Google is keeping iCloud's promises
Apple was incredibly proud of iCloud when it was first announced. The service, which promises to keep users' documents, photos, and other data in sync across devices, was described by Apple's executives as "magical" more than once during its unveiling. Finally there was a synchronization service that would, according to Apple, "just work." But that was 2011 and now, two years later, we know that the only dependable aspect of iCloud is its utter lack of dependability. Despite all of its promise -- and the promises, perceived or otherwise, made on its behalf -- iCloud is broken.
Now it's Google's turn to make the same promises on behalf of its own services. The company has developed tools and services to keep users' photos, game data, documents, and other data in sync across devices -- and it's doing so for Android, iOS, and the Web, not just its own products.
Google recently combined the free storage it offers to Drive, Gmail, and Google+ users into a single 15-gigabyte-large "bucket." This will allow users to keep their documents, photos, and email archives in sync across all of their devices without worrying about arbitrary limits placed on each service. Data is no longer attached to specific Google services, it's simply attached to Google.
And, unlike iCloud, Google isn't simply storing this data and making it available on other devices. The company announced at the Google I/O developer conference today that photos shared with Google+ can now be edited and enhanced, as well as backed up, with Google-built tools. Google Keep allows Drive users to make their notes and lists available and editable across devices.
Then there are the new games services Google announced today, which promise to keep saved data and facilitate multiplayer gaming via Google's cloud. This is similar to Apple's Game Center, a multiplayer gaming service that sometimes works across the iPhone, iPad, and Mac, and iCloud, which also promised to keep game data synchronized across devices. The difference between the two? Google's services aren't restricted to its own devices.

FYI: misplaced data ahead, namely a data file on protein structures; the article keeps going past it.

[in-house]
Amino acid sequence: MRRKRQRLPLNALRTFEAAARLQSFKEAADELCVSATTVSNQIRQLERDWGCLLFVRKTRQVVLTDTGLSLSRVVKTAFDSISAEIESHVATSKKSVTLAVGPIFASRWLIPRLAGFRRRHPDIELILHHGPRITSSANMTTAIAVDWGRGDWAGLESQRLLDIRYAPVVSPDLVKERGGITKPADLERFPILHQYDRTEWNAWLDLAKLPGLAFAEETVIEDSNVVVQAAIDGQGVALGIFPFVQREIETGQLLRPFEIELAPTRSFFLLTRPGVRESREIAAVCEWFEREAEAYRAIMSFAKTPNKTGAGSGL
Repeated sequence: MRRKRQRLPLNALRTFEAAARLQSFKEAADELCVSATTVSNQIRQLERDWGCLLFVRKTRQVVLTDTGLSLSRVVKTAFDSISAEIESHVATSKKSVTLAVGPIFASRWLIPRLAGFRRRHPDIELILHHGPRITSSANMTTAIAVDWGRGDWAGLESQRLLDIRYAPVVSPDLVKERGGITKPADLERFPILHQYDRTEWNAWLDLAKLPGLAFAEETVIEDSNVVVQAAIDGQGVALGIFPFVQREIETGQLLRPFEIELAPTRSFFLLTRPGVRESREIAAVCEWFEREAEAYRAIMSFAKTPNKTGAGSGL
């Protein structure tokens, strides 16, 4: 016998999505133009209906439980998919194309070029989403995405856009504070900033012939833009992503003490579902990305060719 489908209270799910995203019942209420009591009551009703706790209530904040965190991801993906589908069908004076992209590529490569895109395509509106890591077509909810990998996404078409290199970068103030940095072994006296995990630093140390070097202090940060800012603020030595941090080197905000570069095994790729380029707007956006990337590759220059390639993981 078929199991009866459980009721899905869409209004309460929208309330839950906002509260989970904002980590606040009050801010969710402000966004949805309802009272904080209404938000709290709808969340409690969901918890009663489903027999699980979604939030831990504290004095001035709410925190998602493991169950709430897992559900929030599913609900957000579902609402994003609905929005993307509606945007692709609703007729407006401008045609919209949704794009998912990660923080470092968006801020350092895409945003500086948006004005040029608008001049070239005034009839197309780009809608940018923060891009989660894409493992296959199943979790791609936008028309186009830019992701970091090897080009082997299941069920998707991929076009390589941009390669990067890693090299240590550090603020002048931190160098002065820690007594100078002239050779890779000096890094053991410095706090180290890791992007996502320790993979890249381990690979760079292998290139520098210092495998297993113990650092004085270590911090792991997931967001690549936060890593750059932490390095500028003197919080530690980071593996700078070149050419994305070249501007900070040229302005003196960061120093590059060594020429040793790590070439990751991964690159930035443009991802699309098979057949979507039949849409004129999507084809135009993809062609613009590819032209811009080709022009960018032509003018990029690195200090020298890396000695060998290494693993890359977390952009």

Apple developed iCloud for people who want to keep data in sync across their iOS and Mac devices. Besides rudimentary photo-sync support on Windows PCs, iCloud doesn't allow any data in or out from, say, the Web or Android. Anyone wanting to make their data available on all of their devices without being restricted to Apple's products must turn to other solutions, and that doesn't seem to be changing any time soon.
Google is different. Despite operating the world's most popular mobile operating system, Google is keeping data in sync across iOS and the Web instead of restricting its services to the Android ecosystem. Apple develops its best applications for its own devices; some of the best Google apps are found on the iPhone. Google seems to view data the same way it views software -- it's better when it's everywhere.
Apple failed to deliver on the promise of iCloud. The service is buggy at best and a "developer's worst nightmare" at worst -- and that's before you consider the lock-in, which is typical Apple but still frustrating. Google is now making similar promises, and doing so without the restrictions inherent to iCloud even if it were operating perfectly. And, given Google's experience with managing massive amounts of data and shipping online services that, unlike Apple's, actually work, it's easy to believe that Google can fix this problem better than Apple has.
That doesn't mean that Google will succeed where Apple has failed, however. The company's executives attempted to demonstrate some of the new games services in front of all the developers and members of the press gathered at the Moscone Center; they couldn't get it to work.